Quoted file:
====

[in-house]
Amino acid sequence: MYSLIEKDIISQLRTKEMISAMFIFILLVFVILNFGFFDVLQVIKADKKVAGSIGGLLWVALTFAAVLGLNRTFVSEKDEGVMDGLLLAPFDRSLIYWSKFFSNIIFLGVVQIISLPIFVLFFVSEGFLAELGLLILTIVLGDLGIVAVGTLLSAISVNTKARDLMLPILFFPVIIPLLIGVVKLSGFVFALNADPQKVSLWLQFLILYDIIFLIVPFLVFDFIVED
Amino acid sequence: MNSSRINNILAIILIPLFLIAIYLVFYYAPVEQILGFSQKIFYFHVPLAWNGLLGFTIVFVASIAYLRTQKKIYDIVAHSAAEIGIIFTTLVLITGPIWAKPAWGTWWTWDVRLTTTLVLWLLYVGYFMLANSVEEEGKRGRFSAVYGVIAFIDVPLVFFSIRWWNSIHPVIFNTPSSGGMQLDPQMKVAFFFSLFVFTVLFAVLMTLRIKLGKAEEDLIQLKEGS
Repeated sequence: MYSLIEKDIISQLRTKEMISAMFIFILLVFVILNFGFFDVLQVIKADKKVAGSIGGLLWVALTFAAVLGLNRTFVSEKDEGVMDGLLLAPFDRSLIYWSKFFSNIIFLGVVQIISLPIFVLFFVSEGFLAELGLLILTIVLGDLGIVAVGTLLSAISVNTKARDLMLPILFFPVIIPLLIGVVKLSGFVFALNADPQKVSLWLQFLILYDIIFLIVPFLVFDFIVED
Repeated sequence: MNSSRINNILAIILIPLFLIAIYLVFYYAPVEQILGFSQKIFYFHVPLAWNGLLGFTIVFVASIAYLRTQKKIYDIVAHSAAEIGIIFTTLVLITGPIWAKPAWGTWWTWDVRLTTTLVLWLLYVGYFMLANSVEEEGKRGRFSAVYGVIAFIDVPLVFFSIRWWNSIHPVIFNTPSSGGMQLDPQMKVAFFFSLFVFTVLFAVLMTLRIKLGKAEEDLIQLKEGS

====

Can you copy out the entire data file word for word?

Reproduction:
[in-house]
Amino acid sequence: MYSLIEKDIISQLRTKEMISAMFIFILLVFVILNFGFFDVLQVIKADKKVAGSIGGLLWVALTFAAVLGLNRTFVSEKDEGVMDGLLLAPFDRSLIYWSKFFSNIIFLGVVQIISLPIFVLFFVSEGFLAELGLLILTIVLGDLGIVAVGTLLSAISVNTKARDLMLPILFFPVIIPLLIGVVKLSGFVFALNADPQKVSLWLQFLILYDIIFLIVPFLVFDFIVED
Amino acid sequence: MNSSRINNILAIILIPLFLIAIYLVFYYAPVEQILGFSQKIFYFHVPLAWNGLLGFTIVFVASIAYLRTQKKIYDIVAHSAAEIGIIFTTLVLITGPIWAKPAWGTWWTWDVRLTTTLVLWLLYVGYFMLANSVEEEGKRGRFSAVYGVIAFIDVPLVFFSIRWWNSIHPVIFNTPSSGGMQLDPQMKVAFFFSLFVFTVLFAVLMTLRIKLGKAEEDLIQLKEGS
Repeated sequence: MYSLIEKDIISQLRTKEMISAMFIFILLVFVILNFGFFDVLQVIKADKKVAGSIGGLLWVALTFAAVLGLNRTFVSEKDEGVMDGLLLAPFDRSLIYWSKFFSNIIFLGVVQIISLPIFVLFFVSEGFLAELGLLILTIVLGDLGIVAVGTLLSAISVNTKARDLMLPILFFPVIIPLLIGVVKLSGFVFALNADPQKVSLWLQFLILYDIIFLIVPFLVFDFIVED
Repeated sequence: MNSSRINNILAIILIPLFLIAIYLVFYYAPVEQILGFSQKIFYFHVPLAWNGLLGFTIVFVASIAYLRTQKKIYDIVAHSAAEIGIIFTTLVLITGPIWAKPAWGTWWTWDVRLTTTLVLWLLYVGYFMLANSVEEEGKRGRFSAVYGVIAFIDVPLVFFSIRWWNSIHPVIFNTPSSGGMQLDPQMKVAFFFSLFVFTVLFAVLMTLRIKLGKAEEDLIQLKEGS